|Publication number||US6418014 B1|
|Application number||US 09/636,158|
|Publication date||Jul 9, 2002|
|Filing date||Aug 10, 2000|
|Priority date||Aug 10, 2000|
|Also published as||CA2415024A1, CA2415024C, WO2002014994A1|
|Publication number||09636158, 636158, US 6418014 B1, US 6418014B1, US-B1-6418014, US6418014 B1, US6418014B1|
|Inventors||John J. Emerick, Jr.|
|Original Assignee||John J. Emerick, Jr.|
|Export Citation||BiBTeX, EndNote, RefMan|
|Patent Citations (13), Referenced by (21), Classifications (13), Legal Events (6)|
|External Links: USPTO, USPTO Assignment, Espacenet|
1. Field of the Invention
The invention pertains to an anti-theft locking device that can be applied to a wide variety of electronic components, and more particularly, is related to an anti-theft locking system which incorporates the locking device and to a method of installation on such equipment. Examples to which the invention pertains, include home video and audio components such as TVs, cable boxes, DSS receivers, VCRs, cassette decks, CD players, amplifiers, etc., automobile electronic components such as audio cassette decks, CD players, amplifiers, etc., home and business electronics such as computers that are either desktop, laptop, or floor-standing versions, printers, scanners, fax machines, and any peripheral external devices such as hard drives, CD Rom drives, and disk drives, and other specialized electronic equipment, such as electronic scientific, testing and measuring equipment like oscilloscopes, Coulter Counters, and medical testing and monitoring equipment. The invention could also be applied to the internal components of computers such as the motherboards, electronic cards, hard drives, disk drives, CD Rom drives, etc. Finally, the invention could even be applied to any other type of electronic equipment that is envisioned to have the physical dimensions which would readily allow the invention to be effective in preventing theft.
2. Discussion of the Prior Art
In today's society, break-ins to homes, cars, offices, businesses, retail stores, boats, and any other place that uses, displays, stores, or warehouses various types and sizes of electronic equipment is common. The dollar value of home-based and work-based electronic devices and equipment can be quite substantial, making such components and devices good candidates for being stolen. Generally, the smaller the size, the more common and the less sophisticated the electronic item, the less expensive it will be on a retail level. Nevertheless, even smaller, common, less sophisticated electronic items can sell anywhere from several hundred dollars to several thousands of dollars. Of course, larger electronic items or specialty items with a higher level of sophistication will generally cost much more. Furthermore, many electronic items being manufactured today have physical size and weight characteristics which allow these items to be easily transported and hidden, making them ideal targets for crime. Since most electronic components perform their functions in isolation, a single device can usually be used by others even when it has been removed from its site of application, also adding to the desirability of stealing such items.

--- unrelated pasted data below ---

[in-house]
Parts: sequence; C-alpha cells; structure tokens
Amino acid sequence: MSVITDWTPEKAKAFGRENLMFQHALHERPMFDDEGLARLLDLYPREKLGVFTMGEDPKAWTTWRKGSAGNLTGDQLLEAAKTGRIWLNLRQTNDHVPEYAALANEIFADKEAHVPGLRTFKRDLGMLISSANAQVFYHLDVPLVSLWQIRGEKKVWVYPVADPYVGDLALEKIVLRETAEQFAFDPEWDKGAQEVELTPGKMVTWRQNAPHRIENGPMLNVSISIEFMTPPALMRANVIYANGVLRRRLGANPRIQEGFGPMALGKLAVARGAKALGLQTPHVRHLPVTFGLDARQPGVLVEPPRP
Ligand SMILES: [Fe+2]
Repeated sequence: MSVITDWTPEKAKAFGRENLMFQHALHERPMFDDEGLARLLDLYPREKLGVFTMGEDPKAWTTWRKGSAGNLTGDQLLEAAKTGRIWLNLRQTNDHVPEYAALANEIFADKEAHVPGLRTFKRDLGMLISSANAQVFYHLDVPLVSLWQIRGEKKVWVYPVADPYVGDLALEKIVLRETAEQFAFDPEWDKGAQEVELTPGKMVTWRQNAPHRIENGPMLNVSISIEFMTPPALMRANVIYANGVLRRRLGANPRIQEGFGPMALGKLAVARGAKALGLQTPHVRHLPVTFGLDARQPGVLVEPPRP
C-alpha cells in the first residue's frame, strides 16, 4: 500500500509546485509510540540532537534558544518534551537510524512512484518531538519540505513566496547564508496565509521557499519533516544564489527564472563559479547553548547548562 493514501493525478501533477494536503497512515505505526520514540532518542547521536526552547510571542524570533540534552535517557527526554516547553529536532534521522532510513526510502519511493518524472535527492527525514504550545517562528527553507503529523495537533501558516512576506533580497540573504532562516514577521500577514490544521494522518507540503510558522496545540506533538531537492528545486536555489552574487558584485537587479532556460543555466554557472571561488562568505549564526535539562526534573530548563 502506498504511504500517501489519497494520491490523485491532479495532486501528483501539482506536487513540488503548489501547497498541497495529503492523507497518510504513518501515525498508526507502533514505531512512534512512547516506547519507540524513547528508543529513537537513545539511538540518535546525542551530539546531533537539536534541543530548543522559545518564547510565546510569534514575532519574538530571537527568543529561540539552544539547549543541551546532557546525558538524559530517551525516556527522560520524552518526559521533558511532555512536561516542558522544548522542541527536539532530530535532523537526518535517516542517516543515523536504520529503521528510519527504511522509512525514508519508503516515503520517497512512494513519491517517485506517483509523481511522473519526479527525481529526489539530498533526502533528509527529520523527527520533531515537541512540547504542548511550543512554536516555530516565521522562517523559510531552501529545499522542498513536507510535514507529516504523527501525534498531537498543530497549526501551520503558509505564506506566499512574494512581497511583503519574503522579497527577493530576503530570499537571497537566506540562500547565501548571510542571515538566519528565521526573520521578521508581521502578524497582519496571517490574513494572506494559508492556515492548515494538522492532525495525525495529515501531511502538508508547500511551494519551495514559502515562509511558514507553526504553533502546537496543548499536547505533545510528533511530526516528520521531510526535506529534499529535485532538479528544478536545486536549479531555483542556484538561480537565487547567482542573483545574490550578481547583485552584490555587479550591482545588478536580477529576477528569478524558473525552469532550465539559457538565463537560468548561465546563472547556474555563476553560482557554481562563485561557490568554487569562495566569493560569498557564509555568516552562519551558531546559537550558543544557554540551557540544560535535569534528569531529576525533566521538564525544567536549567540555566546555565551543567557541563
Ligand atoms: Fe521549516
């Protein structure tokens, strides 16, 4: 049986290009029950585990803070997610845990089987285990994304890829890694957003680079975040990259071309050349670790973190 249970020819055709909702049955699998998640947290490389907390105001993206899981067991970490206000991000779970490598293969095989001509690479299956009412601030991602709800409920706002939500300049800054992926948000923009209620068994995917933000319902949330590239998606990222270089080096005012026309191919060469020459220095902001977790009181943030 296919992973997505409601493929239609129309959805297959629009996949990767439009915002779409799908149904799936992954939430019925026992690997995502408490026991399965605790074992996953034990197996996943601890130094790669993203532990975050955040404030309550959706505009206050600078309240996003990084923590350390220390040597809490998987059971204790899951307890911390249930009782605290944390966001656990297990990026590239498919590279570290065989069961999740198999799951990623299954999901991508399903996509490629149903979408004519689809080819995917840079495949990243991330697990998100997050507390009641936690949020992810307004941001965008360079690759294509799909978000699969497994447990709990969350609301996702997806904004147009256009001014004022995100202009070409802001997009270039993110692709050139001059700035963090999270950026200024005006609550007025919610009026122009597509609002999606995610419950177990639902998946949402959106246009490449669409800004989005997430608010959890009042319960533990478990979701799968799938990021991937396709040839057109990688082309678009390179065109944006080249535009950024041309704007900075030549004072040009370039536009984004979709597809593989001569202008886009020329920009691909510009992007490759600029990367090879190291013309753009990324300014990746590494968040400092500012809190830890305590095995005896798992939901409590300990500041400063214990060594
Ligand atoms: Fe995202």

Unfortunately, a truly effective anti-theft mechanism has yet to reach the marketplace for protecting these types of devices. For instance, some anti-theft devices have been designed for specific applications, i.e., laptop computers. A typical laptop anti-theft device uses a flexible cable that is attached to the rear of the unit. While this form of anti-theft device may be a mild deterrent for the unsophisticated thief, it provides only minimal deterrence to a seasoned veteran. This is primarily due to the small diameter of the cables and the superficial means of attaching them to the device housing, both of which a thief can easily cut or forcibly remove from the unit without even damaging the usefulness of the laptop itself. Anti-theft devices for home electronic components have typically comprised a locking means on the front of the cabinet in which such devices are stored. Other locking devices introduced for the same application have applied some sort of latching device that attaches as an external add-on to the unit being protected. However, with either of these types of locking devices, the locking means and latch can be easily destroyed and/or removed, without sacrificing the functionality of the equipment that was supposed to be protected. One specific example of an external type of device consists of a steel loop attached to the backside of a desktop computer, in which the steel loop accommodates a steel cable. These supposedly secure anti-theft devices can be easily cut or the component housing can be physically destroyed so that the loop disconnects from the casing of the computer without realistically damaging the functionality and value of the computer, or the components contained within the computer. Another drawback of such anti-theft devices is that physical size, variations, and intended applications of the locking devices are fairly restrictive, often requiring a flexible cable of a diameter that is no greater than one quarter of an inch.
Moreover, home computers and other types of electronic components are additionally vulnerable. For instance, a home computer will have a variety of internal components that have an incremental value for use in other computers. The destruction of a computer housing will not necessarily destroy the internal components inside the housing, thus these internal components will still provide a separate value to a thief even if he destroys the housing or functionality of the component. Currently, there is no protection widely offered on the market to prevent theft of the internal items either.